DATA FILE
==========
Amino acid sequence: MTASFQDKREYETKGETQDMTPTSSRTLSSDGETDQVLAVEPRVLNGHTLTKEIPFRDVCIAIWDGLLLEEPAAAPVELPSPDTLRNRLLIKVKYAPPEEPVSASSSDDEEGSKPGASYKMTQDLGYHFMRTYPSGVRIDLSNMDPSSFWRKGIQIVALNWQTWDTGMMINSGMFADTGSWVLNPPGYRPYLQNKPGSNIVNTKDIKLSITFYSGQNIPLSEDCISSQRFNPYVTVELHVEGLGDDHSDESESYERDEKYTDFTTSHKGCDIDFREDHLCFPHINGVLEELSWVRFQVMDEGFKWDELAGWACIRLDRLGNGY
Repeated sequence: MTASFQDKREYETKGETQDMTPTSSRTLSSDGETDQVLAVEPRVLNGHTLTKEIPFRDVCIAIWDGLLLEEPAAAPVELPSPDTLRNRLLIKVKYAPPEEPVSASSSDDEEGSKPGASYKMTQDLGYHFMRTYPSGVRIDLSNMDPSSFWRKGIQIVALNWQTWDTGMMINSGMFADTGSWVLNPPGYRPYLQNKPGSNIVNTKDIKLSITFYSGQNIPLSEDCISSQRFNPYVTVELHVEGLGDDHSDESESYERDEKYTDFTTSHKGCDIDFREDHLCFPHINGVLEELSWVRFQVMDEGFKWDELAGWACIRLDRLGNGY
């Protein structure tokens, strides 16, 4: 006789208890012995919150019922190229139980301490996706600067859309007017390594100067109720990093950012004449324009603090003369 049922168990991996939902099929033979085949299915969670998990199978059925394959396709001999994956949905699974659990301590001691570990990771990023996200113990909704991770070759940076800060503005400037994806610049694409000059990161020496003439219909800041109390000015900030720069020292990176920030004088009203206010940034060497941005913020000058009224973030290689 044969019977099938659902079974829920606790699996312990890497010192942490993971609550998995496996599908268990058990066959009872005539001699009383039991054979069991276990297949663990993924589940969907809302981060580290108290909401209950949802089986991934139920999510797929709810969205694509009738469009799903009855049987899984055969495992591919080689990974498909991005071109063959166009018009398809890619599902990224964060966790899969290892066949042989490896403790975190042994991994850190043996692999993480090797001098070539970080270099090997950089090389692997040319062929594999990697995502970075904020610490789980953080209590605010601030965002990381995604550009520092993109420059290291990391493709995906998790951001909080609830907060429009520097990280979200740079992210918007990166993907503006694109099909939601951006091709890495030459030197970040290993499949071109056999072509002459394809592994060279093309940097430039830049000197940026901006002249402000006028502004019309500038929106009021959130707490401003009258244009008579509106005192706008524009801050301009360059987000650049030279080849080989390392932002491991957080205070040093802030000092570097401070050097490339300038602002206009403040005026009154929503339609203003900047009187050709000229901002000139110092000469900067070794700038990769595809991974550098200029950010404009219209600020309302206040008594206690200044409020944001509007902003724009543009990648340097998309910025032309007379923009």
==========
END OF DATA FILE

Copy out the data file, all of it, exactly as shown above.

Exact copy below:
Amino acid sequence: MTASFQDKREYETKGETQDMTPTSSRTLSSDGETDQVLAVEPRVLNGHTLTKEIPFRDVCIAIWDGLLLEEPAAAPVELPSPDTLRNRLLIKVKYAPPEEPVSASSSDDEEGSKPGASYKMTQDLGYHFMRTYPSGVRIDLSNMDPSSFWRKGIQIVALNWQTWDTGMMINSGMFADTGSWVLNPPGYRPYLQNKPGSNIVNTKDIKLSITFYSGQNIPLSEDCISSQRFNPYVTVELHVEGLGDDHSDESESYERDEKYTDFTTSHKGCDIDFREDHLCFPHINGVLEELSWVRFQVMDEGFKWDELAGWACIRLDRLGNGY
Repeated sequence: MTASFQDKREYETKGETQDMTPTSSRTLSSDGETDQVLAVEPRVLNGHTLTKEIPFRDVCIAIWDGLLLEEPAAAPVELPSPDTLRNRLLIKVKYAPPEEPVSASSSDDEEGSKPGASYKMTQDLGYHFMRTYPSGVRIDLSNMDPSSFWRKGIQIVALNWQTWDTGMMINSGMFADTGSWVLNPPGYRPYLQNKPGSNIVNTKDIKLSITFYSGQNIPLSEDCISSQRFNPYVTVELHVEGLGDDHSDESESYERDEKYTDFTTSHKGCDIDFREDHLCFPHINGVLEELSWVRFQVMDEGFKWDELAGWACIRLDRLGNGY
């Protein structure tokens, strides 16, 4: 006789208890012995919150019922190229139980301490996706600067859309007017390594100067109720990093950012004449324009603090003369 049922168990991996939902099929033979085949299915969670998990199978059925394959396709001999994956949905699974659990301590001691570990990771990023996200113990909704991770070759940076800060503005400037994806610049694409000059990161020496003439219909800041109390000015900030720069020292990176920030004088009203206010940034060497941005913020000058009224973030290689 044969019977099938659902079974829920606790699996312990890497010192942490993971609550998995496996599908268990058990066959009872005539001699009383039991054979069991276990297949663990993924589940969907809302981060580290108290909401209950949802089986991934139920999510797929709810969205694509009738469009799903009855049987899984055969495992591919080689990974498909991005071109063959166009018009398809890619599902990224964060966790899969290892066949042989490896403790975190042994991994850190043996692999993480090797001098070539970080270099090997950089090389692997040319062929594999990697995502970075904020610490789980953080209590605010601030965002990381995604550009520092993109420059290291990391493709995906998790951001909080609830907060429009520097990280979200740079992210918007990166993907503006694109099909939601951006091709890495030459030197970040290993499949071109056999072509002459394809592994060279093309940097430039830049000197940026901006002249402000006028502004019309500038929106009021959130707490401003009258244009008579509106005192706008524009801050301009360059987000650049030279080849080989390392932002491991957080205070040093802030000092570097401070050097490339300038602002206009403040005026009154929503339609203003900047009187050709000229901002000139110092000469900067070794700038990769595809991974550098200029950010404009219209600020309302206040008594206690200044409020944001509007902003724009543009990648340097998309910025032309007379923009």